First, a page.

Must-Read: Paul Romer sets out his theory of George Stigler. I think Paul is under-generous. Romer drifts toward the position that Stigler chose to do ideology rather than science--that it was important to reject rather than test Chamberlin's theories because if they were true they would support policies Stigler disliked. I see Stigler as believing that he was doing science: that since we knew that the arc of the universe bends toward freedom, doctrines that if true would support policies that limited freedom could not be correct, and admitting such doctrines for testing would increase the likelihood of error:
On George Stigler: "The Great Depression was a traumatic experience for both Solow and Stigler...:
...They reacted very differently. For Solow, the human cost of mass unemployment was so high that to him, it seemed obvious that the government had to do something to bring unemployment down quickly in the wake of a recession. Stigler saw the many harmful and ineffective things that the government tried during the 1930s (including price floors and official support for cartels) and resolved that the guide to government policy must be ‘do no harm.’ Stigler wanted halt to progress in economic theory because he feared that it would lead to more theories like those of Keynes and Chamberlin (who provided the foundation for Dixit and Stiglitz). For him, there was apparently too much risk that such theories might lend political support for government policies that should not be tried.
Under his division of labor with Milton Friedman, Friedman took on Keynes and Stigler took on Chamberlin. Marshall, they agreed, was safe. They turned Chicago in the last bastion of opposition to the Samuelson [mathematical general-equilibrium] program and thereby prolonged for decades the confusion that Marshall had spawned. For Stigler, the logical implication of ‘do no harm’ was ‘do nothing at all,’ so what good could come from the Samuelson program anyway? Samuelson, like Lucas, must have found it infuriating to have his life’s work dismissed by someone who already knew all the policy answers...
I would also say that Friedman "took on" Keynes in only a small and limited way. The way I put it to my students, Friedman's argument was:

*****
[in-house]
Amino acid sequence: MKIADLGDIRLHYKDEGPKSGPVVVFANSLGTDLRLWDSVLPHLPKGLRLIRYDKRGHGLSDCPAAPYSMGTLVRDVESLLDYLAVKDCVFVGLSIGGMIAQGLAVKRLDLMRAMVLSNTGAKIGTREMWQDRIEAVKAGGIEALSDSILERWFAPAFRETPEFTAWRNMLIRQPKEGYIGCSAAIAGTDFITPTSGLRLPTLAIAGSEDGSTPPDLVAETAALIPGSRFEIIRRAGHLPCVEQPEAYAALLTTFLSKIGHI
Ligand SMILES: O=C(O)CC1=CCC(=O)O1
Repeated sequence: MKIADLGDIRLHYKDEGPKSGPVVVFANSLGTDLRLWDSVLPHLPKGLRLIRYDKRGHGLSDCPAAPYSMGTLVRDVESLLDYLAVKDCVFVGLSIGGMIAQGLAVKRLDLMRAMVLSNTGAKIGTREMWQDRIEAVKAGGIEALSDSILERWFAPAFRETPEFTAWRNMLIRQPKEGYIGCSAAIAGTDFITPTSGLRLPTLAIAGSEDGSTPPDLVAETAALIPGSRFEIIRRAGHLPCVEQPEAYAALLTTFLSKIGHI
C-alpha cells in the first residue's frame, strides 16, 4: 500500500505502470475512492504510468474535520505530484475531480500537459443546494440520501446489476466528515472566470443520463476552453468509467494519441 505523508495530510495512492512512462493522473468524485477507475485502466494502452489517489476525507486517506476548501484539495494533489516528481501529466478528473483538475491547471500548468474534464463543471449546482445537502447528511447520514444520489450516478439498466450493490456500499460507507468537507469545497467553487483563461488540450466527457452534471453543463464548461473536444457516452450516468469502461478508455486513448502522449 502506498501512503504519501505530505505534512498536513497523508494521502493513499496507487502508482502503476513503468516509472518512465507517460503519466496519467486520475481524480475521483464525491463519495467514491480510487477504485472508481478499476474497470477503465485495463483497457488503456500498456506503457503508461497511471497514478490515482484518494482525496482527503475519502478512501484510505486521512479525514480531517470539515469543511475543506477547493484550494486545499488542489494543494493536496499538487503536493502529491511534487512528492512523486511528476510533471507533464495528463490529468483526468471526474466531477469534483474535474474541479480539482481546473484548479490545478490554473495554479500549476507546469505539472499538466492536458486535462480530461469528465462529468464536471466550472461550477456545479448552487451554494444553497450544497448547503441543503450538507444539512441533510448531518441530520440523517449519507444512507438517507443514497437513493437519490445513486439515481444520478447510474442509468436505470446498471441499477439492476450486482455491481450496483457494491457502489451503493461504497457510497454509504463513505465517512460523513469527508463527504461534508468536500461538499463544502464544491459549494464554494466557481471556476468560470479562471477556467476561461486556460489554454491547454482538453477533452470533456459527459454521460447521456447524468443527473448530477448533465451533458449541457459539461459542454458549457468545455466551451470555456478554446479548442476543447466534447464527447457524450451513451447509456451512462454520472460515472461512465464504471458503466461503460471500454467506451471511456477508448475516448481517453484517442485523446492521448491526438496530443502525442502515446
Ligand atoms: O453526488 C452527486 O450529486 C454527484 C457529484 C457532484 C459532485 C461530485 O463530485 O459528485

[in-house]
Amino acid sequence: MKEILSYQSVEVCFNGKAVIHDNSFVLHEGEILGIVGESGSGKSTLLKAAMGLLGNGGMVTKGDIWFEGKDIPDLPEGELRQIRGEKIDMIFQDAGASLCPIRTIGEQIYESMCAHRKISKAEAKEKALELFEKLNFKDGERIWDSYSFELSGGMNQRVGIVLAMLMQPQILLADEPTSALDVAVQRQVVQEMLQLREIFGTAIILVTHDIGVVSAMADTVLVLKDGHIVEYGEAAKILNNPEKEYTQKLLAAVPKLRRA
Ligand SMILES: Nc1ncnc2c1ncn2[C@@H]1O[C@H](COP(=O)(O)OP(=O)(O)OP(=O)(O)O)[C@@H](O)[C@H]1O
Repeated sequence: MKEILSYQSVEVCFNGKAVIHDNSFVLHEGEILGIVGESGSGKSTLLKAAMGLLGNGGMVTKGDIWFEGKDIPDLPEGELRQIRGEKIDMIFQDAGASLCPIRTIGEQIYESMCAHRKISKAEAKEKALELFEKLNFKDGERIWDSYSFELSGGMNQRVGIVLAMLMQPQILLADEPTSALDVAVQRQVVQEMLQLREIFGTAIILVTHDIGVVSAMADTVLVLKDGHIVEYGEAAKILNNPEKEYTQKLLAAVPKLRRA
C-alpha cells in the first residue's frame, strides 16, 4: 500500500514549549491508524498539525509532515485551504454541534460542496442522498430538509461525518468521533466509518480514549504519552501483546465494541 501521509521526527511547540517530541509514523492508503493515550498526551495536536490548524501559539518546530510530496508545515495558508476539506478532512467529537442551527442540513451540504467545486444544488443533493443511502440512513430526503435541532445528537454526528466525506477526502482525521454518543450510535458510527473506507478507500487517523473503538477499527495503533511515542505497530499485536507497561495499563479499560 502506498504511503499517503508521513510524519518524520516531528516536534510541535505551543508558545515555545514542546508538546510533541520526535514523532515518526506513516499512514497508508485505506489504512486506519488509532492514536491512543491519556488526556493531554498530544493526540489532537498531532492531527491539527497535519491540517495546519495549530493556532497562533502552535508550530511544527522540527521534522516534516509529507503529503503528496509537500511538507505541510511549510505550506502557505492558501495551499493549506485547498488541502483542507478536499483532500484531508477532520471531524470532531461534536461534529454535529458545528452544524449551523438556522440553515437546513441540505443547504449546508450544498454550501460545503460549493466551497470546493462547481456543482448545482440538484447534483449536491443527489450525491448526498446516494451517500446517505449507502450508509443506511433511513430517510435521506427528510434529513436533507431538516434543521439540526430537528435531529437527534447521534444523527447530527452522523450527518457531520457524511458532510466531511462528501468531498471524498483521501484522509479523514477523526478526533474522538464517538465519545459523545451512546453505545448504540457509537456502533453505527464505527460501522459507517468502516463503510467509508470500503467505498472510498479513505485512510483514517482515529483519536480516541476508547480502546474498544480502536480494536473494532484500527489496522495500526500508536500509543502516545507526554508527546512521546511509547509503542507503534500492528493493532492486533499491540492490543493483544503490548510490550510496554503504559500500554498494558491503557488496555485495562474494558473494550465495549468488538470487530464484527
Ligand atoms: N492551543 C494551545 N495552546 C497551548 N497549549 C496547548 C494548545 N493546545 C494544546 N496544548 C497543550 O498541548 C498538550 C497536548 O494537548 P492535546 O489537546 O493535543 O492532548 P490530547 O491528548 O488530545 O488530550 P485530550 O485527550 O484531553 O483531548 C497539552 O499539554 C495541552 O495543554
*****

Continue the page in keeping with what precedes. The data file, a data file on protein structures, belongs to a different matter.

- Keynes has identified a real problem, but,
- as long as the central bank can keep the economy away from the zero lower bound,
- the problem can be solved by the central bank keeping the money stock stable,
- because the money stock is a sufficient statistic for forecasting future aggregate demand.
- Hence all of Keynes's worries about and proposals for fiscal policy and a somewhat comprehensive socialization of investment are unnecessary and in fact harmful,
- and Keynes's belief that they were necessary was the result of his failure to recognize how contractionary monetary policy had been in the Great Depression.
However, at the zero lower bound on interest rates Friedman became a Keynesian:
Even more pertinent is a talk Viner delivered in Minneapolis of February 20, 1933, on "Balanced Deflation, Inflation, or More Depression"....
[I]t would have been sound policy on the part of the federal government deliberately to permit a deficit to accumulate during depression years, to be liquidated in prosperity years.... The outstanding though unintentional achievement of the Hoover Administration in counteracting the depression has in fact been its deficits of the last two years....
I will use the term 'inflation' to mean an inrease in the total amount of spendable funds.... It is often said that the federal government and the Federal Reserve system have practiced inflation during this depression and that no beneficial effects resulted from it. What in fact happened was that they made mild motions in the direction of inflation.... At no time... since the beginning of the depression has there been for so long as four months a net increase in the total volume of bank credit.... Assuming for the moment that a deliberate policy of inflation should be adopted, the simplest and least objectionable procedure would be for the federal government to increase its expenditures or decrease its taxes, and to finance the resultant excess of expenditures over tax revenues either by the issue of legal tender greenbacks or by borrowing from the banks...
Friedman was always at least as interested in fighting the Hayeks and the Schumpeters (and the Lucases) who argued that nothing should be done to fight depressions as he was in fighting Keynes...